The 80th Academy Awards were like the 4th of July. You hear fireworks, and think perhaps to go to the window, but on second thought decide to keep on sitting on the couch. You’ve seen fireworks, but at this point in your life you’ve come to value a good sit above a spectacle. More than anything, the effect of this year’s prolonged writer’s strike was a revelation of how unessential entertainment television is to the couch-bound life. And yet this year I decided to get up (metaphorically) and attend the event (in a manner of speaking).
After all, this was an interesting year for American movies. No Country For Old Men and There Will Be Blood both warrant third and fourth viewings. Both are cinematographic showcases, and both are interesting engagements with American self-understanding. Our quotidian atrocities were addressed in more than a few films and documentaries, a handful of which were recognized at the Awards. A few actors (unfortunately, this year it was mostly men) gave stunning, often villainous, performances. In the year that saw the passing of Antonioni and Bergman, it felt as if America was stepping forward as a locale for serious, introspective mainstream filmmaking.
Except for Juno, which was dumb as hell.
The 80th Academy Awards were hosted by Jon Stewart, who is engaging due to the distance between his persona and that of the standard Hollywood succubus. He is a good MC because he seems to take the awards as seriously as your standard viewer; he stands with us against the dripping Jack Nicholsons and beaming Miley Cyruses. A man of the people, he is!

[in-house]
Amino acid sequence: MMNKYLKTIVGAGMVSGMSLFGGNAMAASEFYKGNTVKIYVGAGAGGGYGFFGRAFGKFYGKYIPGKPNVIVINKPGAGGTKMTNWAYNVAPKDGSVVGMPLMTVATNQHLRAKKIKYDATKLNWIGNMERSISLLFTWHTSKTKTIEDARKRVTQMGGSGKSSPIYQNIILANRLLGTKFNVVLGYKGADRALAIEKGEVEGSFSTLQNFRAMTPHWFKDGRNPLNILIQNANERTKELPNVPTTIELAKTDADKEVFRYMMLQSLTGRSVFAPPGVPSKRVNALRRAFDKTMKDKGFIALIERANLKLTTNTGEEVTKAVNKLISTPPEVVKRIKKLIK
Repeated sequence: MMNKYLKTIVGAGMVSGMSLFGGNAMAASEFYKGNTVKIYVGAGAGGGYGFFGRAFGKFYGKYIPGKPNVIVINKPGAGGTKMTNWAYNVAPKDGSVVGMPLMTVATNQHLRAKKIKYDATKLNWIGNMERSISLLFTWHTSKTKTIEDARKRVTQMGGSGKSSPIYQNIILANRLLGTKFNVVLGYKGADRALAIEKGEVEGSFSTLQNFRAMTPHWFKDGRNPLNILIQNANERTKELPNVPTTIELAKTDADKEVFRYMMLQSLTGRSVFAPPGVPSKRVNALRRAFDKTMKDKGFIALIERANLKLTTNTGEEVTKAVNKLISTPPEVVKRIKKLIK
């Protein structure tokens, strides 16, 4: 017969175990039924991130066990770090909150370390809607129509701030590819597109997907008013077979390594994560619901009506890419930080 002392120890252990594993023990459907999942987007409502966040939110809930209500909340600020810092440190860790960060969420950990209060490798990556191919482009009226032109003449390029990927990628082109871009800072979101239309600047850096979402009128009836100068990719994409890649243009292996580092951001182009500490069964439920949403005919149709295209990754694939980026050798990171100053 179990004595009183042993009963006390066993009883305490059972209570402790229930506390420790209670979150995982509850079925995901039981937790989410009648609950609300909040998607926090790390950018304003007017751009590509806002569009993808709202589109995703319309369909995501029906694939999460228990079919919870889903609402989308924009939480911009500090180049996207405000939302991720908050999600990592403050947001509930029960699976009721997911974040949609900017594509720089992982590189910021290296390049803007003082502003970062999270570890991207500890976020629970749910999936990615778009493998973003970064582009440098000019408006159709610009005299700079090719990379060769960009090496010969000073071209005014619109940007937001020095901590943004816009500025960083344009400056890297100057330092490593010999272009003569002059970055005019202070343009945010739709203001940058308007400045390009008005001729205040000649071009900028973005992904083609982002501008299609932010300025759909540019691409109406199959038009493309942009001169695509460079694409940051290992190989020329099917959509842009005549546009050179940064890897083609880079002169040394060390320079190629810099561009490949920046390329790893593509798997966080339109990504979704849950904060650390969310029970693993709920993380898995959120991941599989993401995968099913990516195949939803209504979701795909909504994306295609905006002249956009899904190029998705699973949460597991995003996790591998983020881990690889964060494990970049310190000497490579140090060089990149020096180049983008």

And the Awards were actually pretty interesting, largely due to some gaping cracks in the veneer through which could be seen the mad morass of American entertainment culture. The first presenters obviously had trouble with the teleprompter, and stumbled through their speeches only with difficulty. Midway through, Harrison Ford walked on stage scowling. Visibly disdainful of the lines he was to read, he said in a low, contemptuous voice: “Every film has lines… These lines need to be (pained wince) written…so thank God we have screenwriters.”
The upset of the night was the Best Actress award. Everyone and their mother knew that the award was going to Julie Christie, for her performance of a woman losing her memory in Away From Her. I never saw the film, as I am 21 and do not believe in ageing. Christie is a legend, and the award was to be a career achievement Oscar like the one Scorsese received last year for the mediocre film The Departed. And yet, to everyone’s surprise, little known French actress Marion Cotillard took home the award for her role in La Vie en Rose! A film about Edith Piaf, the who-could-care-less songbird of pre-war Paris! That being said, she is much more beautiful than Julie Christie, and Hollywood is a tough town, so take your tears back home to Tullahassee, toots!
Yet the most impressive moments of this year’s Academy Awards show were the few shots of Cormac McCarthy sitting in the audience. A famed recluse (he told Oprah in his first ever television interview in 2007 that he preferred the company of scientists to that of writers), McCarthy appeared disturbed. His piercing eyes moved frantically over the audience. His mouth twitched. He looked like the last human in a field of zombies, horrified yet willing, if necessary, to dismember all of them, limb by bloody limb.